Context 139 - May 2015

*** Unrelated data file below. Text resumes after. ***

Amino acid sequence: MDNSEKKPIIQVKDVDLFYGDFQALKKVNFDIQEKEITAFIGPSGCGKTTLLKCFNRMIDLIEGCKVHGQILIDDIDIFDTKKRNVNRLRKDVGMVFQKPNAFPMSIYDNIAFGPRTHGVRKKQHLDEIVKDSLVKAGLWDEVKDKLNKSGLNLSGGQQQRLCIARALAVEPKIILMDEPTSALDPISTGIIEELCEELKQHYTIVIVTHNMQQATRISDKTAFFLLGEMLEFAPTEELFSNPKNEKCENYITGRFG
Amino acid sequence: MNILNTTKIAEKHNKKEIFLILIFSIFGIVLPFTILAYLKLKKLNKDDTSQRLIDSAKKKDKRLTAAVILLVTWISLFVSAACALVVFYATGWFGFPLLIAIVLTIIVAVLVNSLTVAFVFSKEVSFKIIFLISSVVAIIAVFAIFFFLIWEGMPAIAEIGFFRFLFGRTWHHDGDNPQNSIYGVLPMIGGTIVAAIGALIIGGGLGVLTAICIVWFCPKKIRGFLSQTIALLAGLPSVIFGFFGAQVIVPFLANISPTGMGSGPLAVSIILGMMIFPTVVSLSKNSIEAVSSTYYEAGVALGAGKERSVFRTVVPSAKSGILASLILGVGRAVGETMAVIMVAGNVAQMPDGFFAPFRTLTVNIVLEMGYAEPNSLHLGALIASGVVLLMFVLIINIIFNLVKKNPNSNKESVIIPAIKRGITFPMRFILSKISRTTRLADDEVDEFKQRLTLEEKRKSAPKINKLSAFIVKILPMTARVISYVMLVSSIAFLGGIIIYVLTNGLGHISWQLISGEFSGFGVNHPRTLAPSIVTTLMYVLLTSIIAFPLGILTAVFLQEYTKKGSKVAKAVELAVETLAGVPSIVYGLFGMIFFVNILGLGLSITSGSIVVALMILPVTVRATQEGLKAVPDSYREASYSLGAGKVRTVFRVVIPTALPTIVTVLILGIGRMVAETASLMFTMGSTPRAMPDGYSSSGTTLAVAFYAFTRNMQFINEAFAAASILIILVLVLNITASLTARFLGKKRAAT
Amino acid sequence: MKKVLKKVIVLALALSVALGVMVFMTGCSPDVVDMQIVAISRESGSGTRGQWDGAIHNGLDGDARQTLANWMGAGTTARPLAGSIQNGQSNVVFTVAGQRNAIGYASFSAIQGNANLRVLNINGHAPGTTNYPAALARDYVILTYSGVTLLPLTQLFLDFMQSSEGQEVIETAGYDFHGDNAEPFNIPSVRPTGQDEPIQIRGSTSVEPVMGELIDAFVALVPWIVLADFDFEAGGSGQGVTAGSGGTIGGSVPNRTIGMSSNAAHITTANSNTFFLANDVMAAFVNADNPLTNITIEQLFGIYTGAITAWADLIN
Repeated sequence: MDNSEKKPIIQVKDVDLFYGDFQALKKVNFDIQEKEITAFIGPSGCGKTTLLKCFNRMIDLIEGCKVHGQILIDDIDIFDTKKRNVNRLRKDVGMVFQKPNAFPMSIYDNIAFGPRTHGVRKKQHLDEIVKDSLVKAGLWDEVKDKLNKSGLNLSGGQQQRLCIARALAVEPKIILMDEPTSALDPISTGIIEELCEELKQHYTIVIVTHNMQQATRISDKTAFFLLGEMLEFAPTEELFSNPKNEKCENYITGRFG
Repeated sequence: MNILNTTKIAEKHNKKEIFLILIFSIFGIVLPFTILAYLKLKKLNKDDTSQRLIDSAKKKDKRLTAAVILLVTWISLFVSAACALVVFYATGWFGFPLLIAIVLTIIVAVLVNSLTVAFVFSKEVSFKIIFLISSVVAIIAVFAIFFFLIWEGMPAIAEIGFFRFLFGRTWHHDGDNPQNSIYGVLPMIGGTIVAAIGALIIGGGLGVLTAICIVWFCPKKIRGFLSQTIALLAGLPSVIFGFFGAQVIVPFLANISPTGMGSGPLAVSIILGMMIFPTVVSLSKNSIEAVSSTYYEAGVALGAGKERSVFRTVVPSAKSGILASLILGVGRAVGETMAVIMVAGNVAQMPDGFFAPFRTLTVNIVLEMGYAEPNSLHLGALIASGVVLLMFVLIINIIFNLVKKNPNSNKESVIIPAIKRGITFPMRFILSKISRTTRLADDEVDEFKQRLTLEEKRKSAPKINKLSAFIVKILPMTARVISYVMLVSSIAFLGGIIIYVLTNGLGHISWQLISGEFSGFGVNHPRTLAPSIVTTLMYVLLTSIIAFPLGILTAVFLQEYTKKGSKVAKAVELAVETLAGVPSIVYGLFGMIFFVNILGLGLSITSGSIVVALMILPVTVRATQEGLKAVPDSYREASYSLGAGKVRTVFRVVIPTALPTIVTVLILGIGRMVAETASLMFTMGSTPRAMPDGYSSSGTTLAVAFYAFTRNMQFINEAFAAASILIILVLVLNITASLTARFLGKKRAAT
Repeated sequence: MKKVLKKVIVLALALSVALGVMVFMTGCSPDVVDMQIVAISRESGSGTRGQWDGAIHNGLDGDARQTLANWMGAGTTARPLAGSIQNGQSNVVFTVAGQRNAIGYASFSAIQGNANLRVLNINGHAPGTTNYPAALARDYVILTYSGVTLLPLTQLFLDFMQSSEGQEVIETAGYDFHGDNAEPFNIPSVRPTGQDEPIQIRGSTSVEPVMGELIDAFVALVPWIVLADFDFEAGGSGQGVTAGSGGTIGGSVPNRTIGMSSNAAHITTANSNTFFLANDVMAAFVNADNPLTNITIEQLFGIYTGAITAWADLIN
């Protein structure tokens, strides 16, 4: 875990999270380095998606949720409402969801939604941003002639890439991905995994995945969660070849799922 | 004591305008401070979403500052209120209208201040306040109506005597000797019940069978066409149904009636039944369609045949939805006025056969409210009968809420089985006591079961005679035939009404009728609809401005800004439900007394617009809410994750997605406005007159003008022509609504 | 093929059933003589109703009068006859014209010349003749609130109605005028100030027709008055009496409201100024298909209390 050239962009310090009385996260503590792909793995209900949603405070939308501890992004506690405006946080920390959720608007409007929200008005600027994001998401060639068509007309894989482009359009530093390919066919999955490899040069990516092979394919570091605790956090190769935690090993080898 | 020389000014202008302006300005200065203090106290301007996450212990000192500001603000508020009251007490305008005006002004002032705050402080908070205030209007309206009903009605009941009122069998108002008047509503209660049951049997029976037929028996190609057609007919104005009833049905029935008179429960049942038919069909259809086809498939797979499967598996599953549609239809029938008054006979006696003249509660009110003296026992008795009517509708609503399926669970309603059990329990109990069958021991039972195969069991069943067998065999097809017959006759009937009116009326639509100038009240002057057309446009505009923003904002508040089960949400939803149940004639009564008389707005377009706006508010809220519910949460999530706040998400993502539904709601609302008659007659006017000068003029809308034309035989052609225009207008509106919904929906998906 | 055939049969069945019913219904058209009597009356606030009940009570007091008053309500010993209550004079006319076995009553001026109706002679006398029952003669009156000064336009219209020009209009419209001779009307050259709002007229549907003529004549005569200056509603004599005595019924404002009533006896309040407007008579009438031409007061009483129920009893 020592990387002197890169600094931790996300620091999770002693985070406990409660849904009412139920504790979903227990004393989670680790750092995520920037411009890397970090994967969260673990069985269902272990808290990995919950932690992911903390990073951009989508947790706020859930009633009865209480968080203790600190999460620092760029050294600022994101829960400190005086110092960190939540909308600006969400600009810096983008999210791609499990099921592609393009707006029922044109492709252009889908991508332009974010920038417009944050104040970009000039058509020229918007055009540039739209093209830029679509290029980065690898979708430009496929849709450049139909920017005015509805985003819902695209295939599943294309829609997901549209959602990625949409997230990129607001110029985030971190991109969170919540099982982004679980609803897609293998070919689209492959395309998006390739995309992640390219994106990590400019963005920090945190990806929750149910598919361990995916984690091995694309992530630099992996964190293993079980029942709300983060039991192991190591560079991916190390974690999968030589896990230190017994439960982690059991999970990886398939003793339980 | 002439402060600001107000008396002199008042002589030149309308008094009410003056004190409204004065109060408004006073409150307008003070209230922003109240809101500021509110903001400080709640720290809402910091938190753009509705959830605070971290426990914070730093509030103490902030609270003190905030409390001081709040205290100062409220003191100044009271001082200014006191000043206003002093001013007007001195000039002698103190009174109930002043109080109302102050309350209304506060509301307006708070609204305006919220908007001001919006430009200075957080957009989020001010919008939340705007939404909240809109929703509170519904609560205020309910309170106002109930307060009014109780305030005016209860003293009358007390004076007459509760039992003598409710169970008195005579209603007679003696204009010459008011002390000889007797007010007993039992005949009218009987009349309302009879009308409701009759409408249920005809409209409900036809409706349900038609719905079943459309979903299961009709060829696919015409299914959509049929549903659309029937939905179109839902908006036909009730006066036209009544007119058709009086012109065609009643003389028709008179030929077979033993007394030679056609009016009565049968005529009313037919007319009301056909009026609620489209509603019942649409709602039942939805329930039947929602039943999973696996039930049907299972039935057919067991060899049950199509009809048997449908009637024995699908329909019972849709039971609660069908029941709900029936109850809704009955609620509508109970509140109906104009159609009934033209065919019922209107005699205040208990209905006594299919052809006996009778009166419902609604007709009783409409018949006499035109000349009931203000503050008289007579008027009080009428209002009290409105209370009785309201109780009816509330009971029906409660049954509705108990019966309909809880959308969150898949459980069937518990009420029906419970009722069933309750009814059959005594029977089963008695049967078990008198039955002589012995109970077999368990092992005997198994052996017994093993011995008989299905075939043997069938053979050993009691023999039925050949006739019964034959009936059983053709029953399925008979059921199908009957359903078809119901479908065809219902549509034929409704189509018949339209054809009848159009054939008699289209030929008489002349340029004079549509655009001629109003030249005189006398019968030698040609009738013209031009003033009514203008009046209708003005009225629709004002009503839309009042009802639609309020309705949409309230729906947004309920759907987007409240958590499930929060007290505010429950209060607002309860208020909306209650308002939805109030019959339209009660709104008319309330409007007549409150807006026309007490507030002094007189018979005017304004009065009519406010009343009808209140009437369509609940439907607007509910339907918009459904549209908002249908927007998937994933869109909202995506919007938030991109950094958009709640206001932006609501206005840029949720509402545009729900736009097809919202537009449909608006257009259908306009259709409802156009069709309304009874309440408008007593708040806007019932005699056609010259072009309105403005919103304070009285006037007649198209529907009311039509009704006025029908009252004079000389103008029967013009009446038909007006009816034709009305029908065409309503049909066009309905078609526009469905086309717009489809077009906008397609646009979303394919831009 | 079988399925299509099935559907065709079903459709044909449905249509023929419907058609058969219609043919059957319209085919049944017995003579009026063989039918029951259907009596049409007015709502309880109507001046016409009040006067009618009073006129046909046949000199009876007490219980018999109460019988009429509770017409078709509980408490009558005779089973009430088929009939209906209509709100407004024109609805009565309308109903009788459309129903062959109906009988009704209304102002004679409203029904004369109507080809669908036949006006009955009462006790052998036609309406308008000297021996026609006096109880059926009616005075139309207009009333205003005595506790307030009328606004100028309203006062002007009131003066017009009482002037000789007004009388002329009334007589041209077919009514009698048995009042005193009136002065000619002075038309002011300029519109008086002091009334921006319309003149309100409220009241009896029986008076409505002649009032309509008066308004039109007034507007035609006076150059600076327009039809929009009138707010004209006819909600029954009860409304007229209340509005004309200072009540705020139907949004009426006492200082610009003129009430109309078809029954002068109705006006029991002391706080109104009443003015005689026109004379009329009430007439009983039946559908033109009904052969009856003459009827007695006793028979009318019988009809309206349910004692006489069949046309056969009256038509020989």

C O N T E X T 1 3 9 : M A Y 2 0 1 5 15 appropriate way forward. However, when the bridge had been refurbished previously changes had been made to the original Dredge 1836 design which diminished the extent of original remaining material. There was also a clear requirement that the bridge should function to modern structural design codes, ensuring that the structure would be safe in use and require minimal future maintenance. Agreement was reached that many of the later replace- ment elements, such as the bridge deck, which were seen to have less heritage significance, would be replaced with new fabrications to replicate the existing design. They would be uprated to meet current design codes. Original elements such as tie bars, bosses, parapets and chain links would be retained where possible. Listing building consent was gained in August 2013 for the works. Balfour Beatty was appointed as main contractor to undertake the project works, with its specialist metalwork contractor Centregreat Engineering. Dismantling of the bridge began in February 2014, following a full documented survey. The first sections of the bridge were taken to the contractor’s workshop in Cardiff for component dismantling and assessment. The temporary works that had previously been installed supported the existing structure during this time. Each dismantled component was individually tagged with a reference number and a photo record in a specialist database loaded on to mini iPads.This digital record was updated with an assessment and treatment information as each component was refurbished. On completion this database would provide an accurate record of each component that was removed from the structure, becoming a vital part of the historic environment record. Each component was abrasively cleaned to SA2.5 (a Swedish standard for abrasive cleaning) to remove paint layers and corrosion products, and then assessed for defects. The wrought-iron chain links were seen as a very significant part of the original bridge structure. Dredge had designed the chains with a reducing number of links towards the centre of the bridge, dramatically reducing the overall weight of the bridge structure compared with that of his competitors. The design of the refurbished bridge allowed for new mild-steel chain links to be fitted to the inner less visible positions, with the original links being fitted to the outer positions of the chain. Each link was accurately measured to determine if it had been stretched in situ , and where acceptable was cleaned and further assessed to identify material defects and evidence of previous repairs. Following the application of a zinc-rich paint system, the links were fitted into sub-component assemblies with new inner links and pins ready for rebuilding on site. New bridge deck sections were fabricated to resemble the existing sections.Where possible sections such as the edge longitudinal beams were made in flat plate to match the original design intent rather than the later replacement 1 Additional defects in chains included splits within the wrought iron, deformation of the link and physical damage. 2 As it was dissembled, each component or series of components was labelled with a penny washer stamped with a unique ID. This tag and its connecting wire were sufficiently durable to withstand the abrasive cleaning and painting process, and remained tied to the component until reassembly. 3 Chain links following abrasive cleaning to SA2.5. Each element was inspected to identify potential defects. Here the link has been rewelded. It was rejected for re-use. 4 The cleaning of the links allowed additional information to be gained regarding the bridge structure, as a number of makers’ marks were found on the components. Approximately 10 per cent of the links were stamped with a crown and SC markings.These markings are noted in Rivington’s Notes on Building Construction (1915) as being the brand of Messrs Bradley of Stourbridge, SC Crown Iron. 5 Additional markings were found on other links which appeared to readVB Bristol Scrap.This stamp may have indicated that the iron was salvaged or scrap iron that had been recycled for use as new chain links used for repairs. 6 An original Dredge patentee plaque, fitted to the chain tower. 1 3 4 5 6 2

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